I don’t know if Jimmy Rollins is going to stay in Philly. I kind of think he will because it’s a great match and I have a hard time envisioning a world in which he isn’t wearing red pinstripes. But I do know this much: if he leaves the Phillies, the team would be way worse off if they decided to make Wilson Valdez their everyday shortstop.
Not that you’d know it from reading this blog post from Bob Vertone at Philly.com today:
The Phils had a better record over the last two seasons when Valdez started at shortstop than when Rollins did. Even if you throw out the seven games Rollins started during the eight-game “hangover” this season, his win percentage (.622) is lower …
Because as we all know, the only thing that impacted any of those games was the presence of Wilson Valdez and the absence of Jimmy Rollins. Nothin’ else was going on. At all.
Beyond that, Vertone tries to make a case that the differences between Valdez and Rollins aren’t all that great. Which is quite a trick when you realize that Rollins has an OPS+ of 97 in over 7500 career plate appearances while Valdez has an OPS+ of 67 in just over 1000. And that Rollins is still a damn solid shortstop. And that Valdez is himself turns 34 next season.
Rollins may play someplace else in 2012. If he does, you can bet your bippy that the Phillies are going to look for a replacement for him who is better than Valdez. Or, if they don’t, they’ll know that they’ll have a big falloff at short that they’ll have to make up elsewhere.
Of course, as the pic reveals, Valdez is versatile. Maybe he can help out in the pen.
Brewers’ right-hander Phil Bickford received a 50-game suspension after testing positive for a drug of abuse, per the Los Angeles Times’ Bill Shaikin. This is the second time Bickford has been suspended for recreational drug use, as he was previously penalized in 2015 after testing positive for marijuana prior to the amateur draft.
Bickford was selected by the Giants in the first round of the 2015 draft and was later dealt to the Brewers for lefty reliever Will Smith at the 2016 trade deadline. He finished his 2016 campaign in High-A Brevard County, pitching to a 3.67 ERA, 10.0 K/9 rate and 5.0 BB/9 over 27 innings.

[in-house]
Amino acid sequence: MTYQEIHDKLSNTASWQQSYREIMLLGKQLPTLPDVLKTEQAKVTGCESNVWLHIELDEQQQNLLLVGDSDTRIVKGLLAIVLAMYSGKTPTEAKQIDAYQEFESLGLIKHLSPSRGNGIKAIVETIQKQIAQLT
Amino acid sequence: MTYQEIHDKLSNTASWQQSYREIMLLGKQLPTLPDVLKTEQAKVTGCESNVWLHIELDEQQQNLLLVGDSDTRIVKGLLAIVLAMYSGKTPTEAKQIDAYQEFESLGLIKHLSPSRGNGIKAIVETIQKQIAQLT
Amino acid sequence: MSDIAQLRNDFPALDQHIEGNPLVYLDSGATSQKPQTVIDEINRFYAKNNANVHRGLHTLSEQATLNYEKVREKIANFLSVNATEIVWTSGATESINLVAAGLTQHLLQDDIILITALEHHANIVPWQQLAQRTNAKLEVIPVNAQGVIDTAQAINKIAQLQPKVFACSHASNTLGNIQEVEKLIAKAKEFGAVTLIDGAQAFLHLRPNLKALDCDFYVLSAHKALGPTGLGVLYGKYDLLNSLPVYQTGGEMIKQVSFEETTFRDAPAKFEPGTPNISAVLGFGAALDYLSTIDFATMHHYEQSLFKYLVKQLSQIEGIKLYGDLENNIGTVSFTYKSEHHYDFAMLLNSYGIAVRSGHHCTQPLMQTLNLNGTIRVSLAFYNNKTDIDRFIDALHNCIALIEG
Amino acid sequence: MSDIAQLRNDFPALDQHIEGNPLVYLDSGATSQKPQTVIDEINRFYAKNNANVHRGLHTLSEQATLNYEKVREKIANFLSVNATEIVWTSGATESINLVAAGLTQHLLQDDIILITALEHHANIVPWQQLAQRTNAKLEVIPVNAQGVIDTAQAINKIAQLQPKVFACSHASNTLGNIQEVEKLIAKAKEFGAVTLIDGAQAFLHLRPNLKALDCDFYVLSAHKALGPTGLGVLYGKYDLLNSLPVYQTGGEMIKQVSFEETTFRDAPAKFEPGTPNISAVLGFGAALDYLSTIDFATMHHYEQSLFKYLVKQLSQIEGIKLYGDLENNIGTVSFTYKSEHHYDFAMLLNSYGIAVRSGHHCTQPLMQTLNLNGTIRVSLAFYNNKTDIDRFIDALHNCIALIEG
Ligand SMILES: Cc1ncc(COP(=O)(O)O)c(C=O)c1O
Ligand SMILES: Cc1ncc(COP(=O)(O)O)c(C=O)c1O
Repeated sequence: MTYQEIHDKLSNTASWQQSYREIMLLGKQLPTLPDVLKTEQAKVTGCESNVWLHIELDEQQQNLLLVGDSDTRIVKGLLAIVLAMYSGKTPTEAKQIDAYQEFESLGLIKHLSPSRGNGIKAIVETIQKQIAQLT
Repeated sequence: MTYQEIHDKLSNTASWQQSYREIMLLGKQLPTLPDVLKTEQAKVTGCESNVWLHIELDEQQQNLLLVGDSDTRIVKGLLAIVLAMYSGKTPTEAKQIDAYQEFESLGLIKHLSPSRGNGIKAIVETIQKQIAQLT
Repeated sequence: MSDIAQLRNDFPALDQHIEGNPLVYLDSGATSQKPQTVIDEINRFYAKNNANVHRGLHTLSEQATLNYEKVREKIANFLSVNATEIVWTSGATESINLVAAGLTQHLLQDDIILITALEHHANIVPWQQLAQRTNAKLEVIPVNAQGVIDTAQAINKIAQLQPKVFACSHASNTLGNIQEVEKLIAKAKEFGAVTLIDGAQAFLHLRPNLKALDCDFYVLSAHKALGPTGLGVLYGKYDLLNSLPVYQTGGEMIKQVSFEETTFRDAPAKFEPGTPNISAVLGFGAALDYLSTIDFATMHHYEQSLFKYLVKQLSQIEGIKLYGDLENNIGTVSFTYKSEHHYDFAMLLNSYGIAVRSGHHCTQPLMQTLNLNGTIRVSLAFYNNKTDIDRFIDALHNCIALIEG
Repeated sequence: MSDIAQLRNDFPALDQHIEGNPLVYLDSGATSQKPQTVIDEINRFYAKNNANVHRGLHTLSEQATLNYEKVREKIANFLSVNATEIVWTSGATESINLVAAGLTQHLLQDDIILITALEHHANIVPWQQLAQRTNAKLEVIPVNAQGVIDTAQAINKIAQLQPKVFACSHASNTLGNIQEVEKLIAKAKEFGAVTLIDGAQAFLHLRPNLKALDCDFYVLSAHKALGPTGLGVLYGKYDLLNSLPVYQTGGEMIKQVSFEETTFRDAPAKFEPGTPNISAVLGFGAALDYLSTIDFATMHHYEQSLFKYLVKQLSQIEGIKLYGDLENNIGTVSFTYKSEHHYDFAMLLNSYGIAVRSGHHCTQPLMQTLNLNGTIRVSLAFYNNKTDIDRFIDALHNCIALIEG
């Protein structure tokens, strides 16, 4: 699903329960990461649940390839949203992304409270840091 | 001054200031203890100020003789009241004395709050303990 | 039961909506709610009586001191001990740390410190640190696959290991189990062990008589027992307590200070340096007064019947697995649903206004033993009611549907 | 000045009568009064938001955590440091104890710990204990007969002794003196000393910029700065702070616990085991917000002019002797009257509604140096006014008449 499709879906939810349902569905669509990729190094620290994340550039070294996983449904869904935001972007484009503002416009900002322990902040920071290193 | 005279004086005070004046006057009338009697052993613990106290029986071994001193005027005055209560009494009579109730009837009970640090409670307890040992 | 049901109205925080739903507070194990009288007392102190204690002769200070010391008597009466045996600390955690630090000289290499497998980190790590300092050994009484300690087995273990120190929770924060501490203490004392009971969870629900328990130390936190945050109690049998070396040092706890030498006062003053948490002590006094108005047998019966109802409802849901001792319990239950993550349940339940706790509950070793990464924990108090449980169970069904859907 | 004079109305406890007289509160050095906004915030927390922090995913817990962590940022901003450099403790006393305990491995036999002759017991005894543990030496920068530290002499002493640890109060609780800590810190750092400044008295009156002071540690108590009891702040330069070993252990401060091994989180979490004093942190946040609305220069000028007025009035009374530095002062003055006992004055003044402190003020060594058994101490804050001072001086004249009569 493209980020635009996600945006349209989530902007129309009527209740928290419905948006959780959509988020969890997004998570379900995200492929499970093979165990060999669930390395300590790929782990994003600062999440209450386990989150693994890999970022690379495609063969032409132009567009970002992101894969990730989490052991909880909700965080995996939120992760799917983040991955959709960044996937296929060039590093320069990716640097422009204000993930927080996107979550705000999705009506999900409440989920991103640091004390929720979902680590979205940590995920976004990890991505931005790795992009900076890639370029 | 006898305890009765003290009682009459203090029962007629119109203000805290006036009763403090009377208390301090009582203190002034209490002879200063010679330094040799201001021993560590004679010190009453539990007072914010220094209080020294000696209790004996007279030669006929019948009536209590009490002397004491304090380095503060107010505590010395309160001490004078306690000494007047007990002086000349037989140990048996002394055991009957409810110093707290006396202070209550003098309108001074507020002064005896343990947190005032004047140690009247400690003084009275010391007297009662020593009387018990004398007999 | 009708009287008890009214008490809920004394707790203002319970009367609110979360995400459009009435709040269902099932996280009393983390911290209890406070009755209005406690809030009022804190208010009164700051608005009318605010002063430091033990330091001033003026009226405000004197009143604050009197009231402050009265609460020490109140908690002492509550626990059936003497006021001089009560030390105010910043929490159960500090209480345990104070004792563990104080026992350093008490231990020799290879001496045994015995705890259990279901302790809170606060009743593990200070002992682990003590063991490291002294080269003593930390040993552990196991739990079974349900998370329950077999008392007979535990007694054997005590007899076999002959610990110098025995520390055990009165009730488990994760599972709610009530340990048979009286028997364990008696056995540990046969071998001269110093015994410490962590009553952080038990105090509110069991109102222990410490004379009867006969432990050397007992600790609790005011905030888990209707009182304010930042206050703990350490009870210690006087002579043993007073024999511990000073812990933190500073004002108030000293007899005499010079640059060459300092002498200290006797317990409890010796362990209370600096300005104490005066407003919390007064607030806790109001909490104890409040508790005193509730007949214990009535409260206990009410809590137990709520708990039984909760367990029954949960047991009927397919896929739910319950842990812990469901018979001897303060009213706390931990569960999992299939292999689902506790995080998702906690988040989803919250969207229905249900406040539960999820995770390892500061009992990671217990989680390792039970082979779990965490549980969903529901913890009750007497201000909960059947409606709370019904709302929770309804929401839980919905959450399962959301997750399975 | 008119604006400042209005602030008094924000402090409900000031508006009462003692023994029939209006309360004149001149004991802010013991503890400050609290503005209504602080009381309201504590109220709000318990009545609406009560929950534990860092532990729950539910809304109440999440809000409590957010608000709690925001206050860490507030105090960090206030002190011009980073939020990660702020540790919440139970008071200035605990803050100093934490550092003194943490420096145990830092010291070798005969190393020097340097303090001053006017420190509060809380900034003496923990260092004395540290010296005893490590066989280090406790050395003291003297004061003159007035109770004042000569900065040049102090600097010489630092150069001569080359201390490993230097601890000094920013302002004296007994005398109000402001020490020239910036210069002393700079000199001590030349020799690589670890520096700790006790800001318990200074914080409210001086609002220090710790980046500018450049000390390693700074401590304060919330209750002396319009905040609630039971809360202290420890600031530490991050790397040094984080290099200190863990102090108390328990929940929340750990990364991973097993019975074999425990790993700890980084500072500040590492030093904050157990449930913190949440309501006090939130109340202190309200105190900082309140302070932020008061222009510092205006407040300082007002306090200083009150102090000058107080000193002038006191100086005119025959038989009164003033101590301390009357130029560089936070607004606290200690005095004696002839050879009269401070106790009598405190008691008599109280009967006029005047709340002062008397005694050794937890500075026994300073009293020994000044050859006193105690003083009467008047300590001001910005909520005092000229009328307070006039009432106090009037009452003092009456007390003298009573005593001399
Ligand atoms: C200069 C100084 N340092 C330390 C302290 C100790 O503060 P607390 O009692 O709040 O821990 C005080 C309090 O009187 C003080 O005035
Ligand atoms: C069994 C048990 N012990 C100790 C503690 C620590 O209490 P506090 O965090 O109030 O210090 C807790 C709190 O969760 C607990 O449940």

Two other suspensions were handed down on Friday, one to Toronto minor league right-hander Pedro Loficial for a positive test for metabolites of Stanozolol and one to Miami minor league outfielder Casey Soltis for a second positive test for drugs of abuse. Loficial will serve a 72-game suspension, while Soltis will serve 50 games. All three suspensions are due to start at the beginning of the 2017 season for each respective minor league team.
Brewers’ GM David Stearns issued a statement after the Commissioner’s Office announced Bickford’s suspension (via Vince Lara-Cinisomo of Baseball America):
We are very disappointed to learn of Phil’s suspension, but we fully support the Minor League Baseball Drug Prevention and Testing Program and its enforcement by the Commissioner’s Office. Phil understands he made a mistake, and we fully anticipate that he will learn from this experience.
Confirming a report from Tuesday, the Diamondbacks officially signed right-hander Fernando Rodney to a one-year, $2.75 million contract on Friday. The 39-year-old stands to receive up to $4 million in incentives, per Jack MacGruder of FanRag Sports, with $250,000 kicking in when the veteran reaches 40, 50 and 60 appearances and $500,000 if he reaches 70.
Rodney came three games shy of the 70-appearance mark in 2016 during back-to-back stints with the Padres and Marlins. He put up a cumulative 3.44 ERA on the year, which effectively disguised the extreme split during his performances in San Diego and Miami. The Diamondbacks aren’t anywhere close to contending in 2017, but Rodney should stabilize the back end of their bullpen while providing Arizona GM Mike Hazen with a potential trade chip during next year’s deadline.
Hazen issued a statement following the signing:
With Fernando, we’re getting an established Major League closer and a veteran presence in the bullpen. It is helpful to have someone with his experience on the back end to slow the game down and get the final three outs.